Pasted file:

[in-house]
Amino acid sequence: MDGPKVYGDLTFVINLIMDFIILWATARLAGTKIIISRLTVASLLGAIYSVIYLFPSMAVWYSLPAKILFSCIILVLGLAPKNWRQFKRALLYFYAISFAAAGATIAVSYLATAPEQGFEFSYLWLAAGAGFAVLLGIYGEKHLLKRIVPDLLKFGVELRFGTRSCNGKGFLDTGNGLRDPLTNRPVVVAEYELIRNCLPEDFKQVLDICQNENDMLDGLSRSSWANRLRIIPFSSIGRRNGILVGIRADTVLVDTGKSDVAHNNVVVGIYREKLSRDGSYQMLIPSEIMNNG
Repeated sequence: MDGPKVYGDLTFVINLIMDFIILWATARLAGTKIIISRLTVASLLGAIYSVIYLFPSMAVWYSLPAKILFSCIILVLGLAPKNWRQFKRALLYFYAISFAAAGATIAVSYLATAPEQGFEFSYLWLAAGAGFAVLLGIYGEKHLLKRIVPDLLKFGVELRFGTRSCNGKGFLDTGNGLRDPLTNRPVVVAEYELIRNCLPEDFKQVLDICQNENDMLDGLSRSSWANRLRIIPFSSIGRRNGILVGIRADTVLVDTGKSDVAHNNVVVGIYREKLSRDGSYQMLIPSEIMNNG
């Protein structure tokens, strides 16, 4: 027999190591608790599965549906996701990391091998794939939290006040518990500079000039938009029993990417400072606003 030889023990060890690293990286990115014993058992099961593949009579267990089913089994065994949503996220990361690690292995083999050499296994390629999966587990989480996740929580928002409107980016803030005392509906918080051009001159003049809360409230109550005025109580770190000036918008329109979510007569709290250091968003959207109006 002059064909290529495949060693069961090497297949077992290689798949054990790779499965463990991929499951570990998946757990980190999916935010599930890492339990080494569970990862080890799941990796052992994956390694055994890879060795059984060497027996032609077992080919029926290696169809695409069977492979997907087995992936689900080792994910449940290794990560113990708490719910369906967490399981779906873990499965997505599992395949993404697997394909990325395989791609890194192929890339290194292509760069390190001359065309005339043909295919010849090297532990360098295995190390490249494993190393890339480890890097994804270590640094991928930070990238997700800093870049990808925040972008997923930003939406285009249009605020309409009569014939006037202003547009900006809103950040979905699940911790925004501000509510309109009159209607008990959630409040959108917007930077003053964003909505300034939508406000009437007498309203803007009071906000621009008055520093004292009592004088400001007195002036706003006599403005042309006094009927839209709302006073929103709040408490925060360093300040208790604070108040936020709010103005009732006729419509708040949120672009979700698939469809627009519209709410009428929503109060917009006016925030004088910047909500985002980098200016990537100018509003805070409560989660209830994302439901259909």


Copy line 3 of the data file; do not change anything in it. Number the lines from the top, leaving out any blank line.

Repeated sequence: MDGPKVYGDLTFVINLIMDFIILWATARLAGTKIIISRLTVASLLGAIYSVIYLFPSMAVWYSLPAKILFSCIILVLGLAPKNWRQFKRALLYFYAISFAAAGATIAVSYLATAPEQGFEFSYLWLAAGAGFAVLLGIYGEKHLLKRIVPDLLKFGVELRFGTRSCNGKGFLDTGNGLRDPLTNRPVVVAEYELIRNCLPEDFKQVLDICQNENDMLDGLSRSSWANRLRIIPFSSIGRRNGILVGIRADTVLVDTGKSDVAHNNVVVGIYREKLSRDGSYQMLIPSEIMNNG